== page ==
24. 24. Valuation Ratios<br />24<br />
  25. 25. Understanding Valuation Multiples<br />Multiples are the simplest to understand, but also can be the most theoretically rigorous approach. <br />A relative valuation approach, because valuation is compared to another benchmark. <br />Issues: Source of data and comparables, what metric to use, what discount/premium to apply? <br />Common valuation multiples<br />Price / Earnings<br />Price / Book<br />Dividend Yield<br />EV/EBITDA<br />25<br />
  26. 26. The Basics: P/E Ratio<br />26<br />P/E Ratio<br />Current share price / EPS<br />Market Cap / Net Income<br />Pros: <br />Accessible, easy to understand, easy to apply (pick a number). <br />Cons: <br />Not as relevant for cyclical sectors.<br />No standard definition for EPS<br />
  27. 27. The Basics: P/E Ratio<br />Low P/E doesn’t necessarily mean “cheap”. Cyclical sectors would have low P/Es when earnings are very high. Probably peak of the cycle and worst time to buy the stock. <br />Related Metrics:<br />Earnings Yield<br />PEG Ratio<br />27<br />
  28. 28. P/E Ratio Valuation Graph<br />28<br />Source: Bloomberg<br />
  29. 29. Earnings Summary<br />29<br />Source: Bloomberg<br />
  30. 30. P/E Band<br />30<br />Source: Bloomberg<br />
  31. 31. The Basics: P/B Ratio<br />31<br />P/B Ratio<br />Market Cap / Total Equity<br />Current share price / book value per share<br />Pros: <br />Accessible, easy to understand, easy to apply. <br />Complements to P/E & ROE.<br />Cons: <br />BV is a historical cost number; can vary from market value. <br />
  32. 32. The Basics: P/B Ratio<br />P/B Ratio is a favorite metric for asset-intensive industries such as shipping.<br />P/B used with ROE can indicate periods where returns generated were higher than market expectations. <br />Total Equity is less “adjustable” versus net income, but may also be distorted by historical costs,<br />Similar Metrics:<br />Price / NAV<br />32<br />
  33. 33. Price / Book vs. ROE <br />33<br />Source: Bloomberg<br />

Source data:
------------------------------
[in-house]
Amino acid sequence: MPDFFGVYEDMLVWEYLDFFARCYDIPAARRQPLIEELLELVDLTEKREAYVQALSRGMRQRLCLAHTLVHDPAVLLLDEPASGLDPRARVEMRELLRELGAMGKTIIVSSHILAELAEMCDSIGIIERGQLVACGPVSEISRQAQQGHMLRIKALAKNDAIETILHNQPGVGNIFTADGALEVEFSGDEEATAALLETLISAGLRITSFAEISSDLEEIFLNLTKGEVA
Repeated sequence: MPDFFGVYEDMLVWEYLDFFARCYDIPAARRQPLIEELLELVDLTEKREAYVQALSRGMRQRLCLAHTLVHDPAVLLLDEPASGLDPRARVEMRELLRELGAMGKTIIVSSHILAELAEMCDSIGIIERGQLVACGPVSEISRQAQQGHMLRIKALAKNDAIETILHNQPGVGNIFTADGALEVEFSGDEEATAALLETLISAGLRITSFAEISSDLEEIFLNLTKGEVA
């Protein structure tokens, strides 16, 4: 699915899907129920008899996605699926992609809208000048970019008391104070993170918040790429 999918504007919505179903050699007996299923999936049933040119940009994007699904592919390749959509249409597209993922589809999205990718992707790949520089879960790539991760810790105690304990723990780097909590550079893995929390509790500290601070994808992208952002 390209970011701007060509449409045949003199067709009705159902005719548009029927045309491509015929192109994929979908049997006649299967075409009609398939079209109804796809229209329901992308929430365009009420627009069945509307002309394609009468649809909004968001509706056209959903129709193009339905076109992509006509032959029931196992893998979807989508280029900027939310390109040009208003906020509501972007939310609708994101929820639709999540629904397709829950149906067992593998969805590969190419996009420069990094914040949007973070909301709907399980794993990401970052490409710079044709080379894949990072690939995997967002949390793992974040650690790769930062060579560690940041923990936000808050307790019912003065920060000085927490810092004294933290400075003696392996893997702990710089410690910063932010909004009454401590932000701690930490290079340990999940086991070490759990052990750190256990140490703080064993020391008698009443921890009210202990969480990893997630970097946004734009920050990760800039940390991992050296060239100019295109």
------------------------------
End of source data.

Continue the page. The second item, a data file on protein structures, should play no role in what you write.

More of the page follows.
34. 34. P/B Band<br />34<br />Source: Bloomberg<br />
  35. 35. The Basics: Dividend Yield<br />35<br />Dividend Yield<br />Annualized cash dividend per share / share price<br />Pros: <br />Tangible rate of return metric. <br />Represents actual cash payments. <br />Cons: <br />Tax issues involved<br />May be distorted by special dividends, no set dividend policies. <br />
  36. 36. The Basics: Dividend Yield<br />Annualized dividend per share = Annualized in terms of the year in which the dividend was earned rather than paid. Combine interim and final to annualize, or “current indicated annual rate” or quarterly div x 4. <br />Dividends set by Board of Directors. This may be in accordance to a set dividend policy, vary in terms of payments from year to year, or vary in terms of payouts. Higher payout, lesser retained earnings for investments in new projects. <br />Similar Metrics:<br />Free Cash Flow Yield<br />36<br />
  37. 37. Dividend History<br />37<br />Source: Bloomberg<br />
  38. 38. Dividend Forecasts<br />38<br />Source: Bloomberg<br />
  39. 39. The Basics: EV/EBITDA<br />39<br />EV / EBITDA<br />Enterprise value / Earnings before interest, taxes, depreciation, and amortization. <br />Pros: <br />Capital structure neutral. <br />Takes out distortions due to accounting differences, taxes<br />Cons: <br />Ignores capital intensity<br />Difficult to adjust value drivers<br />
  40. 40. The Basics: EV/EBITDA<br />Enterprise value: The value of all claims on the assets and cash flows of a company<br />EBITDA = Operating income + Depreciation & Amortization<br />Related Metrics:<br />EV / Sales<br />40<br />
  41. 41. The Basics: EV/EBITDA Issues<br />Net debt + market capitalization reverses the impact of capital structure during the current period. <br />EV and EBITDA can be adjusted to take into account the impact of operating leases, or chartered-in vessels. This would make for a fairer comparison between ship-owners and ship owner-operators. <br />EV/EBITDA can be used to value companies, with the intention to take on debt to acquire strategic targets. <br />41<br />